It is time to wrap this up.  I’ve posted twelve different blogs covering a variety of genres with my top three books in each genre.  But before we leave it completely, I’d like to throw in one more category that I call “Honorable Mention.”  These are three books that didn’t make it into any of the top three, but which I can’t leave without saying something.

1776, David McCullough

1776, David McCullough imageSomeone mentioned McCullough’s biography of Truman earlier, and I promised them that he was on the list somewhere.  Well, this is it, but not for Truman.  I liked Truman, but I think 1776 is a superior work of history and analysis.  No one writes as clearly and to the point as McCullough.  He deals so much with primary sources in the work that we forget he is writing about events two-hundred and thirty years ago or more, which reminds us that he is not only a great communicator (His voice is awesome too–he narrates for PBS and narrated the great Ken Burns documentary on the Civil War) but a great historian.

Gilead, Marilynne Robinson

This novel is the most subtly breathtaking novel I think I’ve ever read.  About a third of the way in you begin to think you love these characters, by half way in you think these people are your family, and then as you finish you identify that they are really you.

Someone in a comment thread mentioned this book in the contemporary fiction category.  It could have fit there, but it could have also fit in the theology category too.  Robinson is a committed Calvinist, and I love the book in spite of that.

The Book of Common Prayer

There might be no more important book in the English language than the Book of Common Prayer.  I could have included it in my opening list of influential books or in theology.  I think more Protestants, in public worship and in private devotions, would do very well to employ the BCP regularly.  The prayers are beautiful, the liturgy is moving, and the lectionary is pivotal to well-rounded Bible reading.  I simply can’t imagine my life without the BCP in it.  One of my particular favorites is this confession of sin:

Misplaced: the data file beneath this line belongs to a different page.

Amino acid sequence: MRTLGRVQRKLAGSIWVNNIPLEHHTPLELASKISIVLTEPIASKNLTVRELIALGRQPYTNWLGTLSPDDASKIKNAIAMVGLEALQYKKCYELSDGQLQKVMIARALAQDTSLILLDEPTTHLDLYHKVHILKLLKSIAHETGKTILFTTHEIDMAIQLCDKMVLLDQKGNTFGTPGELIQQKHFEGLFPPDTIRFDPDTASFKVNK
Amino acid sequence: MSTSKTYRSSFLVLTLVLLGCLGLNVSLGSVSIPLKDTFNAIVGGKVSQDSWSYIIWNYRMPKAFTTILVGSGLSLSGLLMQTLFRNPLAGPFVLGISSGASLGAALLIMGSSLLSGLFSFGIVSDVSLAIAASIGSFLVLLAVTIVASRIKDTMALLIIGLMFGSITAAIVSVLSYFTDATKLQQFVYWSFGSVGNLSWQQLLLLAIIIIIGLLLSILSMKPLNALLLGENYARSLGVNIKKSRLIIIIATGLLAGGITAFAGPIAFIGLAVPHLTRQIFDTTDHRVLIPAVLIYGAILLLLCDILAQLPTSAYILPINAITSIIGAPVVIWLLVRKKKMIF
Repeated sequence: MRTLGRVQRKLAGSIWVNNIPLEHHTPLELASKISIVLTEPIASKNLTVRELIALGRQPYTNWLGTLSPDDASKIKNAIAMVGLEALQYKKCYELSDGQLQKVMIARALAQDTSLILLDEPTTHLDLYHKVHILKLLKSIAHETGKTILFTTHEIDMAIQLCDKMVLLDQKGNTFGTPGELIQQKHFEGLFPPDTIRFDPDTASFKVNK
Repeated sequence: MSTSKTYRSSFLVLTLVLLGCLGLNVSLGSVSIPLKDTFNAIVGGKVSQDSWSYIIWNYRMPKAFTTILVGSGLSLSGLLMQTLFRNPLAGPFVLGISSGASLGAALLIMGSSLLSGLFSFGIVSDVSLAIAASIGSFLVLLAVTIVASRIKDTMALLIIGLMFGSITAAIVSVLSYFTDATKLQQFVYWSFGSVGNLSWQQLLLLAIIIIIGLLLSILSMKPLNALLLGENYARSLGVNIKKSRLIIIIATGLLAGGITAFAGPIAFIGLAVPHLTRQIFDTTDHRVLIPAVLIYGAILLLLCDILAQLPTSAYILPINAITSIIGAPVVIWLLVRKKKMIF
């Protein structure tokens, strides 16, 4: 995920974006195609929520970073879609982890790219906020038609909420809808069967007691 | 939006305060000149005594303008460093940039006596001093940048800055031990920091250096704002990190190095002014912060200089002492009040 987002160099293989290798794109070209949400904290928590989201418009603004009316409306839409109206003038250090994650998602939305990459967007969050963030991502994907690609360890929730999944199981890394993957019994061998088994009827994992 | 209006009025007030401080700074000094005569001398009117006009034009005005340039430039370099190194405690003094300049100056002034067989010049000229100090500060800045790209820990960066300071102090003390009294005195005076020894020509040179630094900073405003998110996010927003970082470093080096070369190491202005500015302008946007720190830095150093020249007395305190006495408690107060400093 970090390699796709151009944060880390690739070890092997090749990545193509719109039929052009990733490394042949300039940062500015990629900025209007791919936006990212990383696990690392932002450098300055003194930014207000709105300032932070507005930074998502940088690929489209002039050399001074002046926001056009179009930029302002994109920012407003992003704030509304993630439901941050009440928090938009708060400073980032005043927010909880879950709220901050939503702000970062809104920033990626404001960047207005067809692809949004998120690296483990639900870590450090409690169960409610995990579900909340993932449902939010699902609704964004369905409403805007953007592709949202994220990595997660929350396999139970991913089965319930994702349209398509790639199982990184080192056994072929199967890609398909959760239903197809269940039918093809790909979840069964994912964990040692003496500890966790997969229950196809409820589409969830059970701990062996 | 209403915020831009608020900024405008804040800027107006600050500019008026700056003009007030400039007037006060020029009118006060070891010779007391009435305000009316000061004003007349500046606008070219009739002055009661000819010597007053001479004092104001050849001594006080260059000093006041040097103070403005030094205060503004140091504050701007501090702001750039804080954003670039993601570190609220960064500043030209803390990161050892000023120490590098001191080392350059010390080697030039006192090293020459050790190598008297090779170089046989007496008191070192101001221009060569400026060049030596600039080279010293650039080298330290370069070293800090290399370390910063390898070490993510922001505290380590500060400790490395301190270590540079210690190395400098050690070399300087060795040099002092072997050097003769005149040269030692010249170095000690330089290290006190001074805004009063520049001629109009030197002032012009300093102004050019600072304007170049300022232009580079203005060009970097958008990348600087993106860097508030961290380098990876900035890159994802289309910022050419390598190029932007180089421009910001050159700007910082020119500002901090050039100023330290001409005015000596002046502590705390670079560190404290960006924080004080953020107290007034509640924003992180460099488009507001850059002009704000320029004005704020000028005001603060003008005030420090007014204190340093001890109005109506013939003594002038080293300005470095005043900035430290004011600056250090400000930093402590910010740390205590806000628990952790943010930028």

Most merciful God,
we confess that we have sinned against you
in thought, word, and deed,
by what we have done,
and by what we have left undone.
We have not loved you with our whole heart;
we have not loved our neighbors as ourselves.
We are truly sorry and we humbly repent.
For the sake of your Son Jesus Christ,
have mercy on us and forgive us;
that we may delight in your will,
and walk in your ways,
to the glory of your Name. Amen.

I will likely post a final document to this that is just a list with links later today or over the weekend, just to tidy things up.  I’ve enjoyed this little adventure, and I hope you have too, but that ‘s a wrap.

I’d love to hear what other books you think are important or lovable but somehow haven’t made our list, or anytime you want drop a reading recommendation.  I love those.



    • thanks cellenbogen for reading and commenting. my other lists are earlier blogs, so you can get them right here off the blog page. later this morning i will post the list with links, so if you just want to check back for that you can. if you like well-researched history, you will love 1776.

  1. I also will get to 1776 some day, and I hear equally good things about his biography of John Adams. Books that stand out to me, but that don’t necessarily fit in a category, are two: “The Structure of Scientific Revolutions” by Thomas Kuhn and “Zen and the Art of Motorcycle Maintenance” by Walter Pirsig. Kuhn’s book, in my opinion, is actually about faith, what it means to believe in some system of understanding the universe, and it applies to either scientific or spiritual systems. I thought it gave a lot of insight into the nature of belief. Not riveting unless you are into science, but important. Pirsig’s book, to my mind, is actually about the relationship between truth – scientific truth – and beauty. The scientists seem to have a monopoly on truth and the spiritually inclined seem to have a monopoly on beauty, and this is one man’s auto-biography of wandering between the two worlds. Nothing explicitly Christian about either of these books but they are very relevant to us. Another book I have not finished reading yet – it is long and pretty difficult – is “Godel, Escher, Bach” by Douglas Hofstadter; technical and witty and altogether one of a kind.

    • carroll, i really appreciate these scientific gems. i may pick up the structure of scientific revolutions sometime. i’ve heard about it from other people as well. thanks for the recommendations and for your thoughtful words.

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